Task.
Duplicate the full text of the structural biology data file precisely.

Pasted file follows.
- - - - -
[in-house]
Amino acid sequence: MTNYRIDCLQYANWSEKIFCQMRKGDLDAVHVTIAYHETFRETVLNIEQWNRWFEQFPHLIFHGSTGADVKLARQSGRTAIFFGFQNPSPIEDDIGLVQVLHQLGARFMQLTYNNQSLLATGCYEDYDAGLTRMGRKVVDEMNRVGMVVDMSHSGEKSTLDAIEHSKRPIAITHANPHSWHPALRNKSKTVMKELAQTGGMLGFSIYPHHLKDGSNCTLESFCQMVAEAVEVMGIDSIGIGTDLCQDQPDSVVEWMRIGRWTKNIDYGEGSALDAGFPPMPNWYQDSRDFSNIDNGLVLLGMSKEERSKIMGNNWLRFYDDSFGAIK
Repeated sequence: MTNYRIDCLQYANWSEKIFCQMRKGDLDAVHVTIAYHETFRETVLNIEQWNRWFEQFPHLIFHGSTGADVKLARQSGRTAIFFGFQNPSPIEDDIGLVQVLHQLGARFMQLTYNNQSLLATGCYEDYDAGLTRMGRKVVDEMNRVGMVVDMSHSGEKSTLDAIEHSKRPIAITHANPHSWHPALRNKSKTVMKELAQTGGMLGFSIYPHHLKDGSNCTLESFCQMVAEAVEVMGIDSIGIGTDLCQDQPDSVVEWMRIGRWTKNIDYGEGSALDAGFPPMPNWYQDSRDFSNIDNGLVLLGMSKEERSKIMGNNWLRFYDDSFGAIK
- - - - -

[in-house]
Amino acid sequence: MTNYRIDCLQYANWSEKIFCQMRKGDLDAVHVTIAYHETFRETVLNIEQWNRWFEQFPHLIFHGSTGADVKLARQSGRTAIFFGFQNPSPIEDDIGLVQVLHQLGARFMQLTYNNQSLLATGCYEDYDAGLTRMGRKVVDEMNRVGMVVDMSHSGEKSTLDAIEHSKRPIAITHANPHSWHPALRNKSKTVMKELAQTGGMLGFSIYPHHLKDGSNCTLESFCQMVAEAVEVMGIDSIGIGTDLCQDQPDSVVEWMRIGRWTKNIDYGEGSALDAGFPPMPNWYQDSRDFSNIDNGLVLLGMSKEERSKIMGNNWLRFYDDSFGAIK
Repeated sequence: MTNYRIDCLQYANWSEKIFCQMRKGDLDAVHVTIAYHETFRETVLNIEQWNRWFEQFPHLIFHGSTGADVKLARQSGRTAIFFGFQNPSPIEDDIGLVQVLHQLGARFMQLTYNNQSLLATGCYEDYDAGLTRMGRKVVDEMNRVGMVVDMSHSGEKSTLDAIEHSKRPIAITHANPHSWHPALRNKSKTVMKELAQTGGMLGFSIYPHHLKDGSNCTLESFCQMVAEAVEVMGIDSIGIGTDLCQDQPDSVVEWMRIGRWTKNIDYGEGSALDAGFPPMPNWYQDSRDFSNIDNGLVLLGMSKEERSKIMGNNWLRFYDDSFGAIK